ObamaCare Exchange Roll-Out: “Could it have been any worse?”

By Dave Andrusko

computer2I was on the treadmill this morning when a headline popped up (actually the “crawl” that appears at the bottom of the television monitor) that read, “Obamcare glitches post-shutdown come under renewed scrutiny.” In case anyone missed it, this signals that we will be seeing even more about the colossally error-ridden roll-out of ObamaCare’s health insurance exchanges than we have the past few weeks.

For Friday’s post, here are a few updates about how not only are there massive problems with enrolling, a real correction is likely to take months, if not longer. Here are four points, based on accounts from last night and today.

#1. It’s hard to rank which difficulty is the most troublesome, but near the top has to be this from the Wall Street Journal:

“Insurers say the federal health-care marketplace is generating flawed data that is straining their ability to handle even the trickle of enrollees who have gotten through so far, in a sign that technological problems extend further than the website traffic and software issues already identified.”

As Christopher Weaver and Louise Radnofsky observe, “The flaws could do lasting damage to the law if customers are deterred from signing up or mistakenly believe they have obtained coverage.” And by “flaws,” they are almost limitless, it seems, including “duplicate enrollments, spouses reported as children, missing data fields and suspect eligibility determinations.”

#2. As Ed Morrissey (and others) have deduced, that’s it only been a trickle of successful enrollees has served to hide the level of error that will be revealed when/if many more manage to enroll. “The reason that insurers can fix the bad data now is that so few people can successfully navigate the exchanges,” Morrissey writes. “When that side improves, the real disaster may begin.” He then quotes the Wall Street Journal’s story:

“As more of those users attempted to sign up for plans this week, insurers began noticing problems with enrollment data. For now, they say they are largely able to manually correct the errors. But as enrollment increases—up to 7 million consumers are expected to sign up in the next 5½ months—that may not be possible, they worry.”

“MANUALLY correct”?!

Writing on National Review Online, Yuval Levin put it this way:

“In a couple of ways, then, the severe user-interface problems at the front end of the federal exchange has actually had some advantages from CMS’s [point of view, because by keeping enrollment volume low it has kept some other huge problems from becoming instantly uncontrollable.”

[The “CMS” is the Center for Medicare and Medicaid Services, the HHS agency that is running the exchanges.]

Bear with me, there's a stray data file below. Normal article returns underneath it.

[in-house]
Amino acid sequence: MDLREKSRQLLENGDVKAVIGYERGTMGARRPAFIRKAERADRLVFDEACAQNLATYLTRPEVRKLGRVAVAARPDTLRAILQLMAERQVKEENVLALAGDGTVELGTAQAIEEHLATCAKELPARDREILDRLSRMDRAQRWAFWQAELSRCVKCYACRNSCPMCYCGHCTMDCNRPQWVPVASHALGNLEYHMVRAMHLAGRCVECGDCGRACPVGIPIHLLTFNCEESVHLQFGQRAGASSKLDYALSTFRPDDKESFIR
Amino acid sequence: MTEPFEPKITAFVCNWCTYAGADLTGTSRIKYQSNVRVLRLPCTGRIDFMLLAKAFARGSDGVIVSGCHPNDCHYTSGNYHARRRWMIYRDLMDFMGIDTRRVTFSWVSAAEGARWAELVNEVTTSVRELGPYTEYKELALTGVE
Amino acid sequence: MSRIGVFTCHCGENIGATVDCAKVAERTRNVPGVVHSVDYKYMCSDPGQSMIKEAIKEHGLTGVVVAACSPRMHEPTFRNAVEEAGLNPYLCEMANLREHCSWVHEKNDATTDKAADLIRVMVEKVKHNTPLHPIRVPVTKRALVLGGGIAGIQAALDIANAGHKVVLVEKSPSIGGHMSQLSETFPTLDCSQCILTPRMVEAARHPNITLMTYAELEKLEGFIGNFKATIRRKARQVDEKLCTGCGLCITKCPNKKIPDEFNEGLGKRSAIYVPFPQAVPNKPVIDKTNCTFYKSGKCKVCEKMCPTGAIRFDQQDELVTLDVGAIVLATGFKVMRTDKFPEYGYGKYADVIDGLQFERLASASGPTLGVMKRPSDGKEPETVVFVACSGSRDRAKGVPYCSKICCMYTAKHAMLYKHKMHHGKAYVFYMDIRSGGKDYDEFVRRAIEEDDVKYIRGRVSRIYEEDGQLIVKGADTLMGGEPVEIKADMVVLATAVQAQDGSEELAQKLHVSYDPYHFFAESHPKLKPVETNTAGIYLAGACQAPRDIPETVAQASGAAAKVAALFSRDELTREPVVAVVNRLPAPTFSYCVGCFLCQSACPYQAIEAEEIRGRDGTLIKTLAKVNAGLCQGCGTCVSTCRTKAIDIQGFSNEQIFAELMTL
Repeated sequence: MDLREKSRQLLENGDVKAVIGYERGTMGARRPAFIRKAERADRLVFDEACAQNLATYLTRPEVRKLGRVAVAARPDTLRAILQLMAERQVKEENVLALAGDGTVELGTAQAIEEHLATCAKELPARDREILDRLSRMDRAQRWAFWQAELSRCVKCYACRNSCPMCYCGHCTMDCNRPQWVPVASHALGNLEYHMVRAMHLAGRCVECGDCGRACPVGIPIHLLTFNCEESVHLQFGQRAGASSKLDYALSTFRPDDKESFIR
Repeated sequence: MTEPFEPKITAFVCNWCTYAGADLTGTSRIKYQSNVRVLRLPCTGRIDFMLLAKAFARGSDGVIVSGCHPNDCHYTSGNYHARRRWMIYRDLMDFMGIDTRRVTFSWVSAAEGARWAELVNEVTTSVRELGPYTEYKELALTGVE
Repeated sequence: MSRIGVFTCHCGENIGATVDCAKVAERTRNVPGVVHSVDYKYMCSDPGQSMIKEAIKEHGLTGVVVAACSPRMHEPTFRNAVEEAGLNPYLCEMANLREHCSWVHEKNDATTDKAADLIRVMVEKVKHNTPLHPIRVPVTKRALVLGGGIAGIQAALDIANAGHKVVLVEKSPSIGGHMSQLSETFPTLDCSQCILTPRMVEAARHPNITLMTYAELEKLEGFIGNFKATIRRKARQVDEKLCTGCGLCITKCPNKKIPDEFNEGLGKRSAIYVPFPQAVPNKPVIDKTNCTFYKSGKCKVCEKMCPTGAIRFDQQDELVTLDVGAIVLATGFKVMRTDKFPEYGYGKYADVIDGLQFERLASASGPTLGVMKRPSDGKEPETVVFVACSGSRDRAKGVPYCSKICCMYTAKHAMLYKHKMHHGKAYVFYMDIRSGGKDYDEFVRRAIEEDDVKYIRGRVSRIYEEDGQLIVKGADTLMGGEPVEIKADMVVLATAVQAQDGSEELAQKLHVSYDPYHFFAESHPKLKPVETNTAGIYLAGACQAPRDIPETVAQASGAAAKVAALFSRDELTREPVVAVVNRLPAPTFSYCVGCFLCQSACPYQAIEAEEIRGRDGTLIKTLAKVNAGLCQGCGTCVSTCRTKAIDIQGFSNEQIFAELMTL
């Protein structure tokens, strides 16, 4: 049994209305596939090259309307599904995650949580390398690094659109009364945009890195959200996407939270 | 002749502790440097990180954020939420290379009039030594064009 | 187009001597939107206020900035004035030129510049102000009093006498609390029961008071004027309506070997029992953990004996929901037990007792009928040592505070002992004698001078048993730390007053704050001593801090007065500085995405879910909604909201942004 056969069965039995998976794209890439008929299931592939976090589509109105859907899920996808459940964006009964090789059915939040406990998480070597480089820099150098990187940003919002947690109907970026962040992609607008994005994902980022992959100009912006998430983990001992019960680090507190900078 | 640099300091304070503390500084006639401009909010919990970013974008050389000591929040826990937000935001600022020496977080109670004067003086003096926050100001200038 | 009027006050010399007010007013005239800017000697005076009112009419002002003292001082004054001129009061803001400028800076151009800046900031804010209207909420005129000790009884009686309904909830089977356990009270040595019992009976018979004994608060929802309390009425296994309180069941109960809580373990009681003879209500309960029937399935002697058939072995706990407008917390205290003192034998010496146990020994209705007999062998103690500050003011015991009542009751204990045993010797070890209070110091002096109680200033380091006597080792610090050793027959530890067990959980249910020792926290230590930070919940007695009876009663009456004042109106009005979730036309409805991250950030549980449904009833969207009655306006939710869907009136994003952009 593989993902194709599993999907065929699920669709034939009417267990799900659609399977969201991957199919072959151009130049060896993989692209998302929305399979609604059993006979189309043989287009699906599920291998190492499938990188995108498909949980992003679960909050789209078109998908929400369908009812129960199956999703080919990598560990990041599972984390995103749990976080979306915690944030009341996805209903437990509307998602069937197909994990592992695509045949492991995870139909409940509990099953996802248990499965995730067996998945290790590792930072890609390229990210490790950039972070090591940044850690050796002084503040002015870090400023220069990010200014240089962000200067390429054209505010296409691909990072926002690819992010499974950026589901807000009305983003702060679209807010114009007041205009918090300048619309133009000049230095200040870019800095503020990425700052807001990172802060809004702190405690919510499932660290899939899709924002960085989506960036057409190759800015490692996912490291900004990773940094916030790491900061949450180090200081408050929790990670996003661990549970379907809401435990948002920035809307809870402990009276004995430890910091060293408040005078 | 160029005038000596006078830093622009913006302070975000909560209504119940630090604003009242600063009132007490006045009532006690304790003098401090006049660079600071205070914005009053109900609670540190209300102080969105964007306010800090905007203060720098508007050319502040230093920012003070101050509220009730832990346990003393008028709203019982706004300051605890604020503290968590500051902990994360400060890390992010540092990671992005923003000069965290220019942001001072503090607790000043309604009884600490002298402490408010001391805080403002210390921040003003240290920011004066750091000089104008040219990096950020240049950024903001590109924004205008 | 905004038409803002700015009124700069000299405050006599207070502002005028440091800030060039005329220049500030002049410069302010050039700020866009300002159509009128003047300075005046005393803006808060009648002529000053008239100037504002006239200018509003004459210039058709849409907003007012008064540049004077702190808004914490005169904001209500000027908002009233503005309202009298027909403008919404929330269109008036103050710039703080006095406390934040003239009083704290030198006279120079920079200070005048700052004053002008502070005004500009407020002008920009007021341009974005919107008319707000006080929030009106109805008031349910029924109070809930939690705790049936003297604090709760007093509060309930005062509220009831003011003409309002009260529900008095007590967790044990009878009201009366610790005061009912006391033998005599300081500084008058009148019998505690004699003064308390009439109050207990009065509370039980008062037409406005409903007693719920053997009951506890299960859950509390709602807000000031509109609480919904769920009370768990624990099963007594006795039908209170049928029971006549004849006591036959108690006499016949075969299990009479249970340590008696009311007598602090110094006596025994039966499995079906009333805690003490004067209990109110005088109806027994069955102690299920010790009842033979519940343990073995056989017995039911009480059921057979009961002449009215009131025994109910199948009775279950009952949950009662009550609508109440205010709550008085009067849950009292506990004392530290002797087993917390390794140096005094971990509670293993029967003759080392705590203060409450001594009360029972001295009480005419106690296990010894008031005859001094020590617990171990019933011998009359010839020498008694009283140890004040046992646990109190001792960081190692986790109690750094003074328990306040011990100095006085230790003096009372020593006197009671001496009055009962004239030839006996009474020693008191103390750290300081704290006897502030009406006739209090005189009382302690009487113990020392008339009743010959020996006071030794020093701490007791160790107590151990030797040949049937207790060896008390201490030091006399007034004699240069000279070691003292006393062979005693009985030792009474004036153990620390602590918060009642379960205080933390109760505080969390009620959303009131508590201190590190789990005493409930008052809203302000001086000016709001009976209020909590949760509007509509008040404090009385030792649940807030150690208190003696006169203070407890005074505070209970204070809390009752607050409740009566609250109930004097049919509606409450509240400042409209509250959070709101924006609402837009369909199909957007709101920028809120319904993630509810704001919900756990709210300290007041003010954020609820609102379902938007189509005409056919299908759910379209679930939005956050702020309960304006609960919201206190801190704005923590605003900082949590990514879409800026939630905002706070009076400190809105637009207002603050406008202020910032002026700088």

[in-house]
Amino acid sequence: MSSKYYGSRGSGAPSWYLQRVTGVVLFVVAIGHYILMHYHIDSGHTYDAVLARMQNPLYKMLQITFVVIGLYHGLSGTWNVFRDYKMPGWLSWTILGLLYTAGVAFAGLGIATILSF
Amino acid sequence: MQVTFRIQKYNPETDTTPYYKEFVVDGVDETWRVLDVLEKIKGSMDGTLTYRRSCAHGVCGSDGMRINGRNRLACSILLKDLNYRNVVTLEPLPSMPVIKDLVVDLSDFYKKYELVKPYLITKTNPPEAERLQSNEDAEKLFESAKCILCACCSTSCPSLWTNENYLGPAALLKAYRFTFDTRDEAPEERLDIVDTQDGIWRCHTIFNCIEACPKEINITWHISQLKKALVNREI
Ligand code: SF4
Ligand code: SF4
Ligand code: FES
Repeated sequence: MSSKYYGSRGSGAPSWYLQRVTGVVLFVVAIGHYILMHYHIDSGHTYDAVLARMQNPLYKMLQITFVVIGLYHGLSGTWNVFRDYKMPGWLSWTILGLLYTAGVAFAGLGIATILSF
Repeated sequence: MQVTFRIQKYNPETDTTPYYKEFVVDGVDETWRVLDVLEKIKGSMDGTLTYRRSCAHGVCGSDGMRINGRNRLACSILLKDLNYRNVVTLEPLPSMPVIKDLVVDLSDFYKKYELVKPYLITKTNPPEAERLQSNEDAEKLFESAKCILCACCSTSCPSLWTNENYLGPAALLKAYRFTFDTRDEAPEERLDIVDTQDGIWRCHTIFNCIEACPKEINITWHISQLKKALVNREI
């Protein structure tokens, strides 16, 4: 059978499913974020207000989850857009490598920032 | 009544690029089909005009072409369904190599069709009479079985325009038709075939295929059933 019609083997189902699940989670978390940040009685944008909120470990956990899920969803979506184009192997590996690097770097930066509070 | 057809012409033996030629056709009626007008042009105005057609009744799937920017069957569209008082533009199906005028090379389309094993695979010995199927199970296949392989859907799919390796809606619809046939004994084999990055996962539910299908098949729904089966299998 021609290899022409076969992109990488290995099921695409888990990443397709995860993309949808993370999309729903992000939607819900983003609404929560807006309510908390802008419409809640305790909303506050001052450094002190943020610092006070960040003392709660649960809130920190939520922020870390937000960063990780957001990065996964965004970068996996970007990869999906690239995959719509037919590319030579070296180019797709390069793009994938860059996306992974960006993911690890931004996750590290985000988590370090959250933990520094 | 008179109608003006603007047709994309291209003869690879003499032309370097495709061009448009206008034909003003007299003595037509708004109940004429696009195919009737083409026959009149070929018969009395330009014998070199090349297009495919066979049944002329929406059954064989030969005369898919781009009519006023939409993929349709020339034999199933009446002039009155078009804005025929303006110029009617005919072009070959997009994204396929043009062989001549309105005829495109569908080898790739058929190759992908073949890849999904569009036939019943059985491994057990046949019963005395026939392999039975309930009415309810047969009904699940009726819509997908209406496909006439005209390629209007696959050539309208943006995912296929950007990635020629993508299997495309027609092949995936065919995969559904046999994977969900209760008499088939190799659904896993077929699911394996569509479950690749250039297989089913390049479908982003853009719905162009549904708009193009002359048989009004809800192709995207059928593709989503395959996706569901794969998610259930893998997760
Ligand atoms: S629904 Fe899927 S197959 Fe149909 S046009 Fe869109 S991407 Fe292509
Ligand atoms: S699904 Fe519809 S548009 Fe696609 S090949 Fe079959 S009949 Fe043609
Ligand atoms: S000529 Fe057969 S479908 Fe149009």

#3. A system this massively complex needed a lot longer testing period than took place. For a variety of reasons, “full testing of the site was delayed until four to six days before the fateful Oct. 1 launch of the health care exchanges,” according to the Washington Examiner. And, oh by the way, USA Today’s Kelly Kennedy reported

“The federal health care exchange was built using 10-year-old technology that may require constant fixes and updates for the next six months and the eventual overhaul of the entire system, technology experts told USA TODAY.

“The site could be perfect, but if the systems from which it draws data are not up to speed, it doesn’t matter, said John Engates, chief technology officer at Rackspace, a cloud computer service provider.

“’It is a core problem in the sense of it’s fundamental to this thing actually working, but it’s not necessarily a problem that the people who wrote HealthCare.gov can get to,’ Engates said. ‘Even if they had a perfect system, it still won’t work.’”

#4. Finally, health-industry consultant Bob Laszewski summarized his conclusions thusly:

“There was no progress for the new federal health insurance exchange’s information technology and enrollment challenges in its second week.

“At the end of week two of the Obamacare launch, health plans were generally seeing no more enrollments per day then they saw in the first week.

“As troubling, the backroom issues plaguing the connection between health insurers and the federal government had not been resolved and there is no indication from the feds when they will have these things cleared up.”

And none of this even touches on what we’ve talked about all week, including (to name just two of many)”sticker shock”–the same or lesser coverage will cost two or three times as much—and the grim reality that the lowest price plans have gigantic deductibles.

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